Triathlon swimming is different from competitive swimming. Although the goals are the same–complete the distance as fast as possible–triathlon requires you to be as efficient as you can in order save energy for the bike and run later on. In fact, many triathletes feel that the race does not really start until they get on the bike, and they think of the swim as a warm-up for the hard parts still to come.
Most of your triathlon swim training should focus on perfecting your technique and getting used to the distance you need to swim in the race. As your technique improves and you gain experience in open water, you can begin to focus on increasing your speed. Your greatest improvements in speed will occur as your technique improves. The more efficient your swimming is, the less energy you need to complete the distance in a faster time. But the biggest challenge you need to overcome is learning to use the resistance created by the water to your advantage, rather than letting it slow you down.
Before you begin to work on your swimming technique, you need to able to control your breathing and maintain a relaxed rhythm. Next time you swim, think about starting to exhale as soon as your face re-enters the water, and then exhale completely before you take another breath. One of the “secrets” to swim-breathing is to only inhale when your face is out of the water. If you’re taking the time to exhale and then inhale, your breath and rhythm will be out of whack, and you’ll feel out of breath.
The best way to improve your technique may be to take a class or get some instruction to drive home these key elements to effective swimming. These will reduce your drag and you’ll find you’re using less energy to move through the water. Remember, learning new swim techniques is often about breaking bad habits and teaching your body to move in new ways. It takes time and practice, so try swimming the drills suggested in each key. They will help you to think about what you’re doing in the water, and how your body moves.
Front Quadrant Swimming
Our natural tendency is to swim with our arms in opposition–one arm forward and the other arm backward. This is a very unbalanced position and creates a lot of drag. Front Quadrant swimming means one arm or hand is always in front of your body. Extend your arm as it enters the water — as if you are reaching for the end of the pool, and keep that arm extended just below the surface of the water until your other arm begins to enter the water. This is not a natural movement, but it will pull you through the water more effectively.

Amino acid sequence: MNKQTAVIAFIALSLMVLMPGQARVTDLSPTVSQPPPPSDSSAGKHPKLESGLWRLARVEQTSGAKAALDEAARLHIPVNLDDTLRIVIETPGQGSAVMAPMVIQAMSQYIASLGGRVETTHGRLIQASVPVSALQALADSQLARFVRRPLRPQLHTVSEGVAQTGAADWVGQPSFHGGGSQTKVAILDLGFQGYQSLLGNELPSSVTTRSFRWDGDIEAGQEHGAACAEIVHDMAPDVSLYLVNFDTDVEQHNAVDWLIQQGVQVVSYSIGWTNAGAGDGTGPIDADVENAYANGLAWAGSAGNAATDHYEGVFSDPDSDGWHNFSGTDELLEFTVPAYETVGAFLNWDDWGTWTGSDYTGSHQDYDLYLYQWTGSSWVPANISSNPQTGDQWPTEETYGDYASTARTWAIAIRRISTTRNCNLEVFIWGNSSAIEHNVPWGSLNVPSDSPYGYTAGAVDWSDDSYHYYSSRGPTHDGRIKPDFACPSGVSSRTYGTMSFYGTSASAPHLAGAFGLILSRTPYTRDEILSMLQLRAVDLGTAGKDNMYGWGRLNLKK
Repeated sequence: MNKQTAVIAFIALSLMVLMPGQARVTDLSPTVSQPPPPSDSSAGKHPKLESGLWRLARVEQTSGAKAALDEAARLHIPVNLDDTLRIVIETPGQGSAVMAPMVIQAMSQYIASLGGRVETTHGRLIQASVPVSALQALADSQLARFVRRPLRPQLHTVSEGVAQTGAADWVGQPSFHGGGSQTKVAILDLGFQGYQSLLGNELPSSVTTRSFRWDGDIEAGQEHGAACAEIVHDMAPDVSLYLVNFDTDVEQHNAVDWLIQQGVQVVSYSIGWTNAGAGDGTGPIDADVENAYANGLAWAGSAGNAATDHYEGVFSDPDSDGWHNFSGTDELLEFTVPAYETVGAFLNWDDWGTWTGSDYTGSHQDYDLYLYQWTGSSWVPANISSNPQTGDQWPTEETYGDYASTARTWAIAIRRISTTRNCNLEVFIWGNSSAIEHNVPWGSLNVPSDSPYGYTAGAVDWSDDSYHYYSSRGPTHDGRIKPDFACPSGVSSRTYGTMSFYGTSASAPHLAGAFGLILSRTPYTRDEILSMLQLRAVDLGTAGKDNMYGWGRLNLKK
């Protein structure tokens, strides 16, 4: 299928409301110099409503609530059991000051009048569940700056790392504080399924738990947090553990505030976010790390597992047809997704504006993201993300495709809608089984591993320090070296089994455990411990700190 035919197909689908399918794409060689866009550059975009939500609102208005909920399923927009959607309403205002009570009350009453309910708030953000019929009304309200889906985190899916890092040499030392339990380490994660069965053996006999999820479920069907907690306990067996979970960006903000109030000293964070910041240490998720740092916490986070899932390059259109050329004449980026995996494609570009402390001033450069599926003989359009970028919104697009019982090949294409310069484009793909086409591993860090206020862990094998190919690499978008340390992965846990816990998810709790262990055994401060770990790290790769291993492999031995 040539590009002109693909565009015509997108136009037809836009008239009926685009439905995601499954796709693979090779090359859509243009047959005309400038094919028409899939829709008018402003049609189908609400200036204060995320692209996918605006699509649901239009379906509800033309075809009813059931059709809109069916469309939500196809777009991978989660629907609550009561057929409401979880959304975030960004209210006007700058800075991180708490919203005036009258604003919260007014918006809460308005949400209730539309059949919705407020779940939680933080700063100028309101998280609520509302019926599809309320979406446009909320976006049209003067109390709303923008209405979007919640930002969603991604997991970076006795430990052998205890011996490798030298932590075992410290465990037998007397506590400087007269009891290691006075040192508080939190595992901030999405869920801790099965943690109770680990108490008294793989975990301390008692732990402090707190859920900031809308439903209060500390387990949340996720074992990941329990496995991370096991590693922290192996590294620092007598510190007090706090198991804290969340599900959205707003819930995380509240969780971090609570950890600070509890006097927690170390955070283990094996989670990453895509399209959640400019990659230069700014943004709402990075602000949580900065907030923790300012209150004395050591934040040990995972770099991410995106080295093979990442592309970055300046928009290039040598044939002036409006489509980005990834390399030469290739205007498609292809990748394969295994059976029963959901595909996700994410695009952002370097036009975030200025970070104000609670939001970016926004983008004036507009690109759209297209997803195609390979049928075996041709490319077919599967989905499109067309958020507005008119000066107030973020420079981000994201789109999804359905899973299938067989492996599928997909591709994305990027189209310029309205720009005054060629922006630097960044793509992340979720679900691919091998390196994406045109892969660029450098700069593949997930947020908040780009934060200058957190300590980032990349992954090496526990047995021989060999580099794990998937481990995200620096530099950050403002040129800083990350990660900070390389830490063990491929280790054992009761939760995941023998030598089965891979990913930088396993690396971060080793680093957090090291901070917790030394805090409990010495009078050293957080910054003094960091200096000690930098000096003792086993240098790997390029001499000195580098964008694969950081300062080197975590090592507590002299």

Drills: Alphabet Drills, One Arm Drill, Catch-Up Drill.
Streamline Body Position
This means getting your body long and thin to reduce drag. You should look like a torpedo in the water. When you extend your arm forward, try to press your shoulder against your head and against your ear while you keep your head down, facing the bottom of the pool–don’t look forward! As you reach your hand forward, shrug your shoulder to further extend your arm. The key to being streamlined is to keep your arm next to your ear as you reach forward and glide. Remember to keep the arm straight.
Drills: One Arm Drill, Catch-Up Drill.
Horizontal Body Position
Remaining in a horizontal position is critical in efficient swimming. When you kick, your heels should just break the surface of the water. Do not allow your knees or feet to move outside your frontal profile. A slight, slow kick is usually all that’s necessary to keep your feet at the surface. Kicking will not help you move faster, it uses an incredible amount of energy for very little propulsion. Also, you runners need to work on pointing your toes straight back, instead of at the pool bottom.
Drills: One Arm Drill and Catch-Up Drill (with a kick board and fins.)
Rotating your torso will improve your position as you breathe, and help you remain streamline and horizontal. Your arm will extend naturally as you roll and complete the opposite arm pull. A key element of open water technique is your body roll. You should be rolling onto your side with each stroke. This reduces drag, makes your stroke efficient and helps reduce the energy needed to recover after each stroke. Torso rotation starts at your hip, just like when you swing a baseball bat or a golf club.
Drills: S&M Drill, Dial Soap Drill, No-Arm Drill.
Pull / Power Phase and Recovery
Although many people focus on the Pull / Power Phase of the stroke in order to improve swimming, your swimming will be faster and easier if you master the first four keys. The Pull / Power Phase is about “grabbing” the water. Most people attempt to move their hand from in front of their body to along side their hip. To be efficient and fast, you must grab the water and pull your body past your hand. Think about it this way: your hand shouldn’t move very much from the point you grab the water until you lift your hand out of the water. Your body moves, your hands stay still pushing against the water.
Drills: Paddles drill, Flex-flex-pull